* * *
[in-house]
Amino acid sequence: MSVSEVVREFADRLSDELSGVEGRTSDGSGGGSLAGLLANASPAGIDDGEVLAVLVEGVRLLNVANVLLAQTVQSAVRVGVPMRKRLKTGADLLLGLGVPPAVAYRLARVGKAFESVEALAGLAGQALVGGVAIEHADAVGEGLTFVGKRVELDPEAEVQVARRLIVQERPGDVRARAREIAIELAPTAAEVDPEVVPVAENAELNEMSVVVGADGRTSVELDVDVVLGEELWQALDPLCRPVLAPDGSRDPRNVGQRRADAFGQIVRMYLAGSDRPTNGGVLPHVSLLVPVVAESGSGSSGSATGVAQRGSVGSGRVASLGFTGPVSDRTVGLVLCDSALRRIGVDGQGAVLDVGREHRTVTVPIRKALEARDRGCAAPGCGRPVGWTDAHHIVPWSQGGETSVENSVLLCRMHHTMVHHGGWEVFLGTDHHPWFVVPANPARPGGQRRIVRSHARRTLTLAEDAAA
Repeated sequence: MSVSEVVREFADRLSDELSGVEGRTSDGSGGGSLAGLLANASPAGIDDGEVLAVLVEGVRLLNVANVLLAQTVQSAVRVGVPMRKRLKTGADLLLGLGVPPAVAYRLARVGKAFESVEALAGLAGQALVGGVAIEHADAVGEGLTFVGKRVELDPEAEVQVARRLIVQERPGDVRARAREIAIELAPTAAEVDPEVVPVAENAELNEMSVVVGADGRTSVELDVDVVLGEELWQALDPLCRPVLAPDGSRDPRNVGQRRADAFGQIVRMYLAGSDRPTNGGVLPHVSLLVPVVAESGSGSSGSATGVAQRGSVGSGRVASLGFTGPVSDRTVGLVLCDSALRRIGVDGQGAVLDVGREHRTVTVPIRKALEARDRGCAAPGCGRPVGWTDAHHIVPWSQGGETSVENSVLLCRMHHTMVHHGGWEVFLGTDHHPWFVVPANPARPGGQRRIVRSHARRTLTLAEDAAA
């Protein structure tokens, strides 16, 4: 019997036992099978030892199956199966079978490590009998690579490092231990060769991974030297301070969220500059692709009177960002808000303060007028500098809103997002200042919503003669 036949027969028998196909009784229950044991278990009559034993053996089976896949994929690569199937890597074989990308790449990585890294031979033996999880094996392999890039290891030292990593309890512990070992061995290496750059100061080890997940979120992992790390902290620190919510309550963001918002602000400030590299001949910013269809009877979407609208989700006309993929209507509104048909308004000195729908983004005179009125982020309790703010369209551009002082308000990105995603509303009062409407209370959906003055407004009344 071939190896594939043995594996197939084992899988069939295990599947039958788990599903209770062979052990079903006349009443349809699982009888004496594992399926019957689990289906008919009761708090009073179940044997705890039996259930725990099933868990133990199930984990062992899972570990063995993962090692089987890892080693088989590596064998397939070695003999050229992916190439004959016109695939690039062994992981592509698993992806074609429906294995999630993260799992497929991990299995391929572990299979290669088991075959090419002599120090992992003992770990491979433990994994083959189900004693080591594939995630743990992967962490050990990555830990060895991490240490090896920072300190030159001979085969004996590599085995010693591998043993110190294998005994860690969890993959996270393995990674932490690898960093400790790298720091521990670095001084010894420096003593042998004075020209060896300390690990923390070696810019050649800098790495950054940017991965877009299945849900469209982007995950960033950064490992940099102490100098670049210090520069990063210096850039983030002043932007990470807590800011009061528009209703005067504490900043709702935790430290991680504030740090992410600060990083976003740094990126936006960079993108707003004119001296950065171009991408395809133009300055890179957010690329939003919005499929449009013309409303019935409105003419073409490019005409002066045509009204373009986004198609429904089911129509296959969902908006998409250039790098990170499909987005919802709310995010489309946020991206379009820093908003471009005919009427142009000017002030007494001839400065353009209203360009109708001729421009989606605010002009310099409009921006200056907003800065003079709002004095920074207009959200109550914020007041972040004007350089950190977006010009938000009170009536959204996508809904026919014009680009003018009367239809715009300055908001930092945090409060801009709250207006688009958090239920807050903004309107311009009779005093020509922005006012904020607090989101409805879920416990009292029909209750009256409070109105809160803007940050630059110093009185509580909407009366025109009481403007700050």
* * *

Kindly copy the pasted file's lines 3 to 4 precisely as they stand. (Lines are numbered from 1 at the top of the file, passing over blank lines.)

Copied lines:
Repeated sequence: MSVSEVVREFADRLSDELSGVEGRTSDGSGGGSLAGLLANASPAGIDDGEVLAVLVEGVRLLNVANVLLAQTVQSAVRVGVPMRKRLKTGADLLLGLGVPPAVAYRLARVGKAFESVEALAGLAGQALVGGVAIEHADAVGEGLTFVGKRVELDPEAEVQVARRLIVQERPGDVRARAREIAIELAPTAAEVDPEVVPVAENAELNEMSVVVGADGRTSVELDVDVVLGEELWQALDPLCRPVLAPDGSRDPRNVGQRRADAFGQIVRMYLAGSDRPTNGGVLPHVSLLVPVVAESGSGSSGSATGVAQRGSVGSGRVASLGFTGPVSDRTVGLVLCDSALRRIGVDGQGAVLDVGREHRTVTVPIRKALEARDRGCAAPGCGRPVGWTDAHHIVPWSQGGETSVENSVLLCRMHHTMVHHGGWEVFLGTDHHPWFVVPANPARPGGQRRIVRSHARRTLTLAEDAAA
């Protein structure tokens, strides 16, 4: 019997036992099978030892199956199966079978490590009998690579490092231990060769991974030297301070969220500059692709009177960002808000303060007028500098809103997002200042919503003669 036949027969028998196909009784229950044991278990009559034993053996089976896949994929690569199937890597074989990308790449990585890294031979033996999880094996392999890039290891030292990593309890512990070992061995290496750059100061080890997940979120992992790390902290620190919510309550963001918002602000400030590299001949910013269809009877979407609208989700006309993929209507509104048909308004000195729908983004005179009125982020309790703010369209551009002082308000990105995603509303009062409407209370959906003055407004009344 071939190896594939043995594996197939084992899988069939295990599947039958788990599903209770062979052990079903006349009443349809699982009888004496594992399926019957689990289906008919009761708090009073179940044997705890039996259930725990099933868990133990199930984990062992899972570990063995993962090692089987890892080693088989590596064998397939070695003999050229992916190439004959016109695939690039062994992981592509698993992806074609429906294995999630993260799992497929991990299995391929572990299979290669088991075959090419002599120090992992003992770990491979433990994994083959189900004693080591594939995630743990992967962490050990990555830990060895991490240490090896920072300190030159001979085969004996590599085995010693591998043993110190294998005994860690969890993959996270393995990674932490690898960093400790790298720091521990670095001084010894420096003593042998004075020209060896300390690990923390070696810019050649800098790495950054940017991965877009299945849900469209982007995950960033950064490992940099102490100098670049210090520069990063210096850039983030002043932007990470807590800011009061528009209703005067504490900043709702935790430290991680504030740090992410600060990083976003740094990126936006960079993108707003004119001296950065171009991408395809133009300055890179957010690329939003919005499929449009013309409303019935409105003419073409490019005409002066045509009204373009986004198609429904089911129509296959969902908006998409250039790098990170499909987005919802709310995010489309946020991206379009820093908003471009005919009427142009000017002030007494001839400065353009209203360009109708001729421009989606605010002009310099409009921006200056907003800065003079709002004095920074207009959200109550914020007041972040004007350089950190977006010009938000009170009536959204996508809904026919014009680009003018009367239809715009300055908001930092945090409060801009709250207006688009958090239920807050903004309107311009009779005093020509922005006012904020607090989101409805879920416990009292029909209750009256409070109105809160803007940050630059110093009185509580909407009366025109009481403007700050």